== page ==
From a patient perspective, C. difficile has a profound effect on morbidity and mortality. With C. diff, you have severe diarrhea that may not go away for a period of time. Imagine five days of diarrhea, and what that does to you. You’re weak, you’re tired. If you’re in the hospital, it’s going to increase your length of stay. To get better, we try antibiotics that are not easy to take. Fecal transplant is another way to manage C. diff, and I think most folks have a pretty visceral reaction when they hear about it. If C. diff is severe, it can predispose us to secondary infections because it damages our bowels.
You can have malabsorption, you can have bacteria escaping from our bowels into our bloodstream, and it could also cause what’s called toxic megacolon. At that point, the spores are beginning to create a reaction that sort of kills the colon. If one has to go for surgery, part of the colon may need to be removed, and the mortality rate with that can be as high as 50%.
Also, with C. diff you can get you better, but there’s also a chance of recurrence. The recurrence rate can be as high as 25% to 30%.
Q: How does addressing C. diff complement the work that a lot of organizations are doing to reduce costs while they’re improving quality and safety?
When we work with health care providers, we don’t approach any type of infection first as a financial issue. We approach it as a patient safety component. We may talk a little bit about length of stay, but we’re primarily focused on morbidity and mortality. Infection prevention is not necessarily a money maker; it is a money saver, in addition to saving people’s lives. It’s much more effective to put resources into preventive efforts instead of reactive efforts.
Q: Why will your team make a point of focusing one of the IHI Expedition sessions on transitions and long-term care?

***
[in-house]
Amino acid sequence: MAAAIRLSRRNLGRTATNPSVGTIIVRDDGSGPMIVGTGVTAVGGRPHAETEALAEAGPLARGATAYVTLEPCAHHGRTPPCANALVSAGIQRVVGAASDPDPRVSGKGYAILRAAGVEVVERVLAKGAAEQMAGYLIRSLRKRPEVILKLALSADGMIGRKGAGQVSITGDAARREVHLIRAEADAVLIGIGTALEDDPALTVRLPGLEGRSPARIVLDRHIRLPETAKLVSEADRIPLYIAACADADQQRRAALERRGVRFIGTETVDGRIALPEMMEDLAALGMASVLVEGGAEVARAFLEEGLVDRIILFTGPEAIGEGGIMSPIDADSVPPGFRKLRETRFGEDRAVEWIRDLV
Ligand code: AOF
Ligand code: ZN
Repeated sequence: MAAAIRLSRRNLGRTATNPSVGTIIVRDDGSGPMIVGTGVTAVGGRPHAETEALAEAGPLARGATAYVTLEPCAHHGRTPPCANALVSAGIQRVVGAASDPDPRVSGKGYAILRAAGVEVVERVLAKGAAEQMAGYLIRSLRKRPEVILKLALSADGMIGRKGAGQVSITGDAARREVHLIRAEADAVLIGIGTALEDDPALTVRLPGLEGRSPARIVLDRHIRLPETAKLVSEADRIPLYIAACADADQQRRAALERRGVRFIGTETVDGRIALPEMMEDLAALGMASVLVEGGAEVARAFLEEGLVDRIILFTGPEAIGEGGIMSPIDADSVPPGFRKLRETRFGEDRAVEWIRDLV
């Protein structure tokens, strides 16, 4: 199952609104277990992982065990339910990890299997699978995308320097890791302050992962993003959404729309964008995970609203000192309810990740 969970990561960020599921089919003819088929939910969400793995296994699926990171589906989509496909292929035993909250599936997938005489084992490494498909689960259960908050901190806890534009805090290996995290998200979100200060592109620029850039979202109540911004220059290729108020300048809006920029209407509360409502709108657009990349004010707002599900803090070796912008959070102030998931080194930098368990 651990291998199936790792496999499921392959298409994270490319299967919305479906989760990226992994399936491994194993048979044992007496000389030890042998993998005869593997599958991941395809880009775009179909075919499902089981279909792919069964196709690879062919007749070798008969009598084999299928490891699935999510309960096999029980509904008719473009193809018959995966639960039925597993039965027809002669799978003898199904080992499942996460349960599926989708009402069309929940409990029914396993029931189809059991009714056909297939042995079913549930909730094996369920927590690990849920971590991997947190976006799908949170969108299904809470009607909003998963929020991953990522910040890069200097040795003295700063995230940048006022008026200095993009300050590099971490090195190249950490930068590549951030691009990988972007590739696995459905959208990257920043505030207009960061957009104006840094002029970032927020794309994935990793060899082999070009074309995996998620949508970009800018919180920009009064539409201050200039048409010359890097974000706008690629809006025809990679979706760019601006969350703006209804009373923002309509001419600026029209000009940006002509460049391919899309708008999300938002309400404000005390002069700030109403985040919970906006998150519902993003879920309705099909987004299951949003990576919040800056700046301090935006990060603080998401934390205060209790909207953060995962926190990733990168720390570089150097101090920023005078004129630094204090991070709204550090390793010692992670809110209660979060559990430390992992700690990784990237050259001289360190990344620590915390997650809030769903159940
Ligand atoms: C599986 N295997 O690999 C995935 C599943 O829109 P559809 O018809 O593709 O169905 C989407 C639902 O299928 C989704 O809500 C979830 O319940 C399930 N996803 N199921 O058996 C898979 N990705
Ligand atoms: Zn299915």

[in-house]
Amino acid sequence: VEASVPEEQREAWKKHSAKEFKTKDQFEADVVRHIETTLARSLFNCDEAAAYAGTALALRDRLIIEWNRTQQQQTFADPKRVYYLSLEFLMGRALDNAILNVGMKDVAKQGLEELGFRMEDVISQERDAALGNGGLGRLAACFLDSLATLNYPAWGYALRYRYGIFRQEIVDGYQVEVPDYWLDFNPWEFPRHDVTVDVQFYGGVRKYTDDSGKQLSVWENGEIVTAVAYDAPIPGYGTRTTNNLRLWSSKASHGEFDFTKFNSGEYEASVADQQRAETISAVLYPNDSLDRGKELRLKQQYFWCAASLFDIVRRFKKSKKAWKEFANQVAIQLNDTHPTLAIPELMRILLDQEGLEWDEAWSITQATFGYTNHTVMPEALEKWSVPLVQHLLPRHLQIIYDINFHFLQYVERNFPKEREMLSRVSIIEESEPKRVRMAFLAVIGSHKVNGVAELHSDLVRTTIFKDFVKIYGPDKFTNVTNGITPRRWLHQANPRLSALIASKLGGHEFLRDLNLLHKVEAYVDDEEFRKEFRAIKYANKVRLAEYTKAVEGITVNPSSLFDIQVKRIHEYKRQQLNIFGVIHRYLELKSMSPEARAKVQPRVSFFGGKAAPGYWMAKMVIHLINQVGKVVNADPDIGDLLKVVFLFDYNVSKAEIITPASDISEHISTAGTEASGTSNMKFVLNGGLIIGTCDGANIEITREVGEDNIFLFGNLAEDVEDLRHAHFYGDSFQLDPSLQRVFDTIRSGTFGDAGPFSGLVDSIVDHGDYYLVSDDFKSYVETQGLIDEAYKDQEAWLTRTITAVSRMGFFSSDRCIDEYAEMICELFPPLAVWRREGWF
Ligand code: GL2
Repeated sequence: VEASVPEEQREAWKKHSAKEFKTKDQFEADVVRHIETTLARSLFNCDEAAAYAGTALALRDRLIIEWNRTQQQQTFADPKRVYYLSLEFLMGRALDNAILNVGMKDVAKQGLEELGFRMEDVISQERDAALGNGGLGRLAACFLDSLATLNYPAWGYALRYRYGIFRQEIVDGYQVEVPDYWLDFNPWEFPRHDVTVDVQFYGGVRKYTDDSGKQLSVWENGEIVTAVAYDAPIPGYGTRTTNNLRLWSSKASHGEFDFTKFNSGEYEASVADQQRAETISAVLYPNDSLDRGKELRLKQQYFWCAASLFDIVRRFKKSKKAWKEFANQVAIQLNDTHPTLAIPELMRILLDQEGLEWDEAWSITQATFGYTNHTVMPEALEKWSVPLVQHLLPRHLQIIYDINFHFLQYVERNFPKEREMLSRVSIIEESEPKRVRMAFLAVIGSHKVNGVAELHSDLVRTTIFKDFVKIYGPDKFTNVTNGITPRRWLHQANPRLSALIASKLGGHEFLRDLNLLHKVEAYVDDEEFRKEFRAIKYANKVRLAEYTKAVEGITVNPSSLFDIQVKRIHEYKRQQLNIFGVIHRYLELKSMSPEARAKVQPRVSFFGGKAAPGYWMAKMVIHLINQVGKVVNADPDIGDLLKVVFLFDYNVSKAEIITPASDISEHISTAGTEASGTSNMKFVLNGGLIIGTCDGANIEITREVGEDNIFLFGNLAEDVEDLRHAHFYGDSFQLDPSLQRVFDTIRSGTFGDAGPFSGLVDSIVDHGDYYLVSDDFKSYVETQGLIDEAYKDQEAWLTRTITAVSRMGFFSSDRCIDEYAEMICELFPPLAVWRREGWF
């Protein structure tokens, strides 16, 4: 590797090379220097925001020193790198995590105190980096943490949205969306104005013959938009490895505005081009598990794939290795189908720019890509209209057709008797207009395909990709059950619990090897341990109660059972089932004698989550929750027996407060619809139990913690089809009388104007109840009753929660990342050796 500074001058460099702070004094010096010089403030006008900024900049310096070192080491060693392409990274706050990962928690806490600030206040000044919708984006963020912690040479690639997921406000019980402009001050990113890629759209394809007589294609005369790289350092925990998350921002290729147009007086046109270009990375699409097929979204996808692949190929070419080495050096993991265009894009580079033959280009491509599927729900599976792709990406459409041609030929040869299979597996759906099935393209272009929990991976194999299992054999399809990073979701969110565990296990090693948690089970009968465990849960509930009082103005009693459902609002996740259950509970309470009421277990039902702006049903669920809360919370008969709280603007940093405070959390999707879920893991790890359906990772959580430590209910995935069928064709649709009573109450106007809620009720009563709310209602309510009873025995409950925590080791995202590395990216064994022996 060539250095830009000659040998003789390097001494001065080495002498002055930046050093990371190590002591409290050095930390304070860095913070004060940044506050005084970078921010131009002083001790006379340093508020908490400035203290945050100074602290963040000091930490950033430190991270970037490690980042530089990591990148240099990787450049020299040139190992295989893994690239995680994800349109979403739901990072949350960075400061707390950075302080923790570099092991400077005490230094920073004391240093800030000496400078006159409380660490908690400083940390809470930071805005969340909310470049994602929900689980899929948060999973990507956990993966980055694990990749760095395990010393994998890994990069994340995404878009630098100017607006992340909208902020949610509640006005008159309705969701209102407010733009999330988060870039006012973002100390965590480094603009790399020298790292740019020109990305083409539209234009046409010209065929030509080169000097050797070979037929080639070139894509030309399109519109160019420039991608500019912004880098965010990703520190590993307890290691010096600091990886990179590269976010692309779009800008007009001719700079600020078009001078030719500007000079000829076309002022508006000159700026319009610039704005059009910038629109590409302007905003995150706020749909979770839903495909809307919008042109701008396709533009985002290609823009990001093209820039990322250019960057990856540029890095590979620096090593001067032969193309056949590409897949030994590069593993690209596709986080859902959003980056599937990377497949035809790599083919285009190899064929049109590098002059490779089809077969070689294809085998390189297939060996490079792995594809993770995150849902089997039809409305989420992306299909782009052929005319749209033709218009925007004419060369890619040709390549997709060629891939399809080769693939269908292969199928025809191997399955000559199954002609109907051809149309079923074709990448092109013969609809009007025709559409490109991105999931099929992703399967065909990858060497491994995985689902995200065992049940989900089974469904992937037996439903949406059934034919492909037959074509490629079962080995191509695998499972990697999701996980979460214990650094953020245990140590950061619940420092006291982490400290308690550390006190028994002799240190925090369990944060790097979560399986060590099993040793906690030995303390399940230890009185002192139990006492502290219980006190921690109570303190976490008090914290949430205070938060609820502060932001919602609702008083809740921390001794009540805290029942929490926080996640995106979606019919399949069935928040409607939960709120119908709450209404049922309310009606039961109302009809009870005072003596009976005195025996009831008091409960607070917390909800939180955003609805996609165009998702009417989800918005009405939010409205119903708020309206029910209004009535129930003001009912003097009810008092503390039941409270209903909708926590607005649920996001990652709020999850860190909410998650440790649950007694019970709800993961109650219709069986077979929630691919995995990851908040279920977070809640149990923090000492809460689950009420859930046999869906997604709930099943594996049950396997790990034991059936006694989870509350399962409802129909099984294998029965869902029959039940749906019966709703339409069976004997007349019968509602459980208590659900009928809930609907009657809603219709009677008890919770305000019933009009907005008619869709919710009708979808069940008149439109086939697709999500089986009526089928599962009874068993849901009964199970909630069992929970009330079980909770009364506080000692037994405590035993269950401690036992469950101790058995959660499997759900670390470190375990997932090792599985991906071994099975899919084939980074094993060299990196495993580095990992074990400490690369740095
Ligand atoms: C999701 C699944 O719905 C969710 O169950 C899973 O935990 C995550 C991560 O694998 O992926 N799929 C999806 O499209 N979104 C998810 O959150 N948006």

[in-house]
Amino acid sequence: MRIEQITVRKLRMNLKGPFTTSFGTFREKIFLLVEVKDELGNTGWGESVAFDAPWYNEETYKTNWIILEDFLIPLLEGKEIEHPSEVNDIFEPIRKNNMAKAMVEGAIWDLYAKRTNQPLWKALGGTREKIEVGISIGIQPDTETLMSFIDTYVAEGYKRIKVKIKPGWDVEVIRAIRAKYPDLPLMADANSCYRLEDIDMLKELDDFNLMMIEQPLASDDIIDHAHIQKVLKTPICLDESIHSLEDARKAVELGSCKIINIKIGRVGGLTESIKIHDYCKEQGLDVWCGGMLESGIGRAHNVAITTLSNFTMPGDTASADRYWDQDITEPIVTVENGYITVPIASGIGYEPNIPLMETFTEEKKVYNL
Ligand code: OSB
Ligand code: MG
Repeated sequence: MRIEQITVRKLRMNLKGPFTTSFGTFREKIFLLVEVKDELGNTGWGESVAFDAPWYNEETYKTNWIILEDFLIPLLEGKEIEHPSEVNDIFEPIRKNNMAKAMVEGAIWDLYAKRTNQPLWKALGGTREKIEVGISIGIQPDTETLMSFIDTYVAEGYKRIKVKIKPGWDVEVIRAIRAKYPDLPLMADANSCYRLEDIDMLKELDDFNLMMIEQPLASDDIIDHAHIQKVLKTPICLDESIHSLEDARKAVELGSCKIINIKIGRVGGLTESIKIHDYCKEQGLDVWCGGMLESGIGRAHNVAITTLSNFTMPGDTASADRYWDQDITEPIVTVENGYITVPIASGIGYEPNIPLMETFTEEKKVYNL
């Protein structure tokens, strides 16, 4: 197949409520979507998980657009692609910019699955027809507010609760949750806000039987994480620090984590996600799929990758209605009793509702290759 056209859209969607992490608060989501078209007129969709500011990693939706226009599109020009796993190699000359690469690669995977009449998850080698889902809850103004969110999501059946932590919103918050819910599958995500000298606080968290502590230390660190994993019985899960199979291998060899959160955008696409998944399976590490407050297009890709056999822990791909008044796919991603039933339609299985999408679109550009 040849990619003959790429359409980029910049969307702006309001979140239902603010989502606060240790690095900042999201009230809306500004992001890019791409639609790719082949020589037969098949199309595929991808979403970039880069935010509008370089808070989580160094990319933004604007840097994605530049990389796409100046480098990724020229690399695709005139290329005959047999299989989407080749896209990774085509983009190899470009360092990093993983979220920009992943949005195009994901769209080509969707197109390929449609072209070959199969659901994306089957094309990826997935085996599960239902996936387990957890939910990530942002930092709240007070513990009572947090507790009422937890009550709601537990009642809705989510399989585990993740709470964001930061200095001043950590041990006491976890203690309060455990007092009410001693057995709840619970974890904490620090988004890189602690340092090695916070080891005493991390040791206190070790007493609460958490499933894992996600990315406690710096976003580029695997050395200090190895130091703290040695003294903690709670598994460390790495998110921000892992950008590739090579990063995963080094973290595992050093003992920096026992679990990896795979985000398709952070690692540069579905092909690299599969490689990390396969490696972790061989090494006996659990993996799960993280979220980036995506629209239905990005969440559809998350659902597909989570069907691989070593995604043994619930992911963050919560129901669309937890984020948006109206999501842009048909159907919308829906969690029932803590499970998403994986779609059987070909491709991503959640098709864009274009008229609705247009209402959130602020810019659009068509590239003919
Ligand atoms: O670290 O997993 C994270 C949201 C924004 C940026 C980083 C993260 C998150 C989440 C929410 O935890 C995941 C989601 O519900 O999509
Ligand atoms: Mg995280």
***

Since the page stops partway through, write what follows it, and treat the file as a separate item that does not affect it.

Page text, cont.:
It’s not news to anyone that patients who come to the hospital are now sicker than they were in years prior. They’re coming in acutely ill, and we’re able to make them better, but they may go home with a visiting nurse or with the help of family members. Many folks go to some sort of skilled nursing facility or rehab center to complete their care.
Since patients are often going elsewhere upon hospital discharge to complete their care, it’s important that we communicate with each other. If somebody’s leaving my facility with C. difficile, I don’t want that person going to another facility and spreading it. We all play a role in that communication and prevention effort — whether in the inpatient setting, outpatient setting, or home care setting. I’ve taken care of family members at home, so I know that a big challenge is how to impart the necessary knowledge to family members when a patient returns home. We have to teach family caregivers how to protect themselves as they provide care for their loved ones.
Q: What has surprised you most in your efforts to prevent C. diff over the years?
What has really impressed me is how the non-clinicians have risen to this task. I’m glad the importance of their roles in keeping patients safe has been recognized. I think they’ve found that gratifying and it’s helped build the teamwork here.
When I started as a medical student in the 1980s, there was a true team approach and I think we lost track of that. It’s coming back now, which is very important. I think we’ve got it here [at Mount Sinai], and it sounds like many other places do also. And I have to say part of that is through the efforts of IHI.
We’re a teaching institution, so we include our nursing students, administrative interns, pharmacy interns, and medical students (so it’s even prior to when they’re residents) in our safety efforts. They need to feel they have a role in infection prevention because they’re going to be our future leaders.
I don’t think it makes a difference if you’re in a large organization or a small one. Everyone has a part to play when it comes to reducing harm to patients.